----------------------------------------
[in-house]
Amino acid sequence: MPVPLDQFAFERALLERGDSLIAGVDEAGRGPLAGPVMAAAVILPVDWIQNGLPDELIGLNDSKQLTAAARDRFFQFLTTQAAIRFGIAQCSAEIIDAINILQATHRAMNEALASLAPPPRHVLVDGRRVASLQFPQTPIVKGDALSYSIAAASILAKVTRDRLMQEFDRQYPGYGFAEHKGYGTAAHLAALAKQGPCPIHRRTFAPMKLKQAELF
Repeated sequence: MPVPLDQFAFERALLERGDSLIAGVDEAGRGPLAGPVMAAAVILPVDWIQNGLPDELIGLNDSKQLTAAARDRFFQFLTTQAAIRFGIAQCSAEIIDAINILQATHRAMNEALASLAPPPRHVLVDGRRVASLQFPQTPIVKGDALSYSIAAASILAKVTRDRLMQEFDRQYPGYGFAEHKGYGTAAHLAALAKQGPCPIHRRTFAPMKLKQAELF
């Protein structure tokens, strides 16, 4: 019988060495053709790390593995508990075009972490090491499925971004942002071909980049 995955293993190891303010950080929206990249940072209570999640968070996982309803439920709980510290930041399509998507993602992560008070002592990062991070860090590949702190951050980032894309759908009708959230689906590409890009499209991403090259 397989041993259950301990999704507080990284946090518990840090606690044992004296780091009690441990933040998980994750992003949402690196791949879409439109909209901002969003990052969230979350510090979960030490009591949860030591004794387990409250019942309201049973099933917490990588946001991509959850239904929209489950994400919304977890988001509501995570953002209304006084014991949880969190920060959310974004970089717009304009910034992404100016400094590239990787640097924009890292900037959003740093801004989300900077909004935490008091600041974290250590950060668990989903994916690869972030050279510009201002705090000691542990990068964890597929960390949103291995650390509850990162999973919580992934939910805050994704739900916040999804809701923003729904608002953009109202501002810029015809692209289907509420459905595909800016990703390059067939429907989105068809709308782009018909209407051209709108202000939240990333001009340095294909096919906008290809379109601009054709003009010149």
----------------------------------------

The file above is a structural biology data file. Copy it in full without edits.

[in-house]
Amino acid sequence: MPVPLDQFAFERALLERGDSLIAGVDEAGRGPLAGPVMAAAVILPVDWIQNGLPDELIGLNDSKQLTAAARDRFFQFLTTQAAIRFGIAQCSAEIIDAINILQATHRAMNEALASLAPPPRHVLVDGRRVASLQFPQTPIVKGDALSYSIAAASILAKVTRDRLMQEFDRQYPGYGFAEHKGYGTAAHLAALAKQGPCPIHRRTFAPMKLKQAELF
Repeated sequence: MPVPLDQFAFERALLERGDSLIAGVDEAGRGPLAGPVMAAAVILPVDWIQNGLPDELIGLNDSKQLTAAARDRFFQFLTTQAAIRFGIAQCSAEIIDAINILQATHRAMNEALASLAPPPRHVLVDGRRVASLQFPQTPIVKGDALSYSIAAASILAKVTRDRLMQEFDRQYPGYGFAEHKGYGTAAHLAALAKQGPCPIHRRTFAPMKLKQAELF
């Protein structure tokens, strides 16, 4: 019988060495053709790390593995508990075009972490090491499925971004942002071909980049 995955293993190891303010950080929206990249940072209570999640968070996982309803439920709980510290930041399509998507993602992560008070002592990062991070860090590949702190951050980032894309759908009708959230689906590409890009499209991403090259 397989041993259950301990999704507080990284946090518990840090606690044992004296780091009690441990933040998980994750992003949402690196791949879409439109909209901002969003990052969230979350510090979960030490009591949860030591004794387990409250019942309201049973099933917490990588946001991509959850239904929209489950994400919304977890988001509501995570953002209304006084014991949880969190920060959310974004970089717009304009910034992404100016400094590239990787640097924009890292900037959003740093801004989300900077909004935490008091600041974290250590950060668990989903994916690869972030050279510009201002705090000691542990990068964890597929960390949103291995650390509850990162999973919580992934939910805050994704739900916040999804809701923003729904608002953009109202501002810029015809692209289907509420459905595909800016990703390059067939429907989105068809709308782009018909209407051209709108202000939240990333001009340095294909096919906008290809379109601009054709003009010149």